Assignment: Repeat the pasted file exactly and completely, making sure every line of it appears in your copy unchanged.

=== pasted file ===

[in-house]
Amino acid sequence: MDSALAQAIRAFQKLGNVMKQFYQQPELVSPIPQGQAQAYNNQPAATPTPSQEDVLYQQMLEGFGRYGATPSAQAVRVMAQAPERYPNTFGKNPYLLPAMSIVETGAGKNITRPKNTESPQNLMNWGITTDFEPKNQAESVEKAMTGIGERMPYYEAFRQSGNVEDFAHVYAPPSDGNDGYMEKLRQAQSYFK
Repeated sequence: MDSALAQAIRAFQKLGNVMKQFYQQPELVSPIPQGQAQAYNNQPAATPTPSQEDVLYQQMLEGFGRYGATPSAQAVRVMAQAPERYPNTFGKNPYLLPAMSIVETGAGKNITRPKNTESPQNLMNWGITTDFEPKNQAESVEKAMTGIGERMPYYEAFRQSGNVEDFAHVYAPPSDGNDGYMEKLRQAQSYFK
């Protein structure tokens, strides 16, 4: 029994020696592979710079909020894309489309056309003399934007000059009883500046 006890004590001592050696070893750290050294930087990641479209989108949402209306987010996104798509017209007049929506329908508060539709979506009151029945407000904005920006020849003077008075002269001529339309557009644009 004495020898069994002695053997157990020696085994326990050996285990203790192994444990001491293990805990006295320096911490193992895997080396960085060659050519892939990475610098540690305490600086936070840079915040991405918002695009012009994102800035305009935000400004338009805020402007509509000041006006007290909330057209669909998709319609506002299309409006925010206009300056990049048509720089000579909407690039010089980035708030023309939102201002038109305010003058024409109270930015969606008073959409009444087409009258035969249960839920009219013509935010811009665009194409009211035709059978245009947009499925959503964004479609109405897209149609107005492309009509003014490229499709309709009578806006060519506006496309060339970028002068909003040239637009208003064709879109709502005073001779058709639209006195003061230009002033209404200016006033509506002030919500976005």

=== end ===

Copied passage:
[in-house]
Amino acid sequence: MDSALAQAIRAFQKLGNVMKQFYQQPELVSPIPQGQAQAYNNQPAATPTPSQEDVLYQQMLEGFGRYGATPSAQAVRVMAQAPERYPNTFGKNPYLLPAMSIVETGAGKNITRPKNTESPQNLMNWGITTDFEPKNQAESVEKAMTGIGERMPYYEAFRQSGNVEDFAHVYAPPSDGNDGYMEKLRQAQSYFK
Repeated sequence: MDSALAQAIRAFQKLGNVMKQFYQQPELVSPIPQGQAQAYNNQPAATPTPSQEDVLYQQMLEGFGRYGATPSAQAVRVMAQAPERYPNTFGKNPYLLPAMSIVETGAGKNITRPKNTESPQNLMNWGITTDFEPKNQAESVEKAMTGIGERMPYYEAFRQSGNVEDFAHVYAPPSDGNDGYMEKLRQAQSYFK
């Protein structure tokens, strides 16, 4: 029994020696592979710079909020894309489309056309003399934007000059009883500046 006890004590001592050696070893750290050294930087990641479209989108949402209306987010996104798509017209007049929506329908508060539709979506009151029945407000904005920006020849003077008075002269001529339309557009644009 004495020898069994002695053997157990020696085994326990050996285990203790192994444990001491293990805990006295320096911490193992895997080396960085060659050519892939990475610098540690305490600086936070840079915040991405918002695009012009994102800035305009935000400004338009805020402007509509000041006006007290909330057209669909998709319609506002299309409006925010206009300056990049048509720089000579909407690039010089980035708030023309939102201002038109305010003058024409109270930015969606008073959409009444087409009258035969249960839920009219013509935010811009665009194409009211035709059978245009947009499925959503964004479609109405897209149609107005492309009509003014490229499709309709009578806006060519506006496309060339970028002068909003040239637009208003064709879109709502005073001779058709639209006195003061230009002033209404200016006033509506002030919500976005």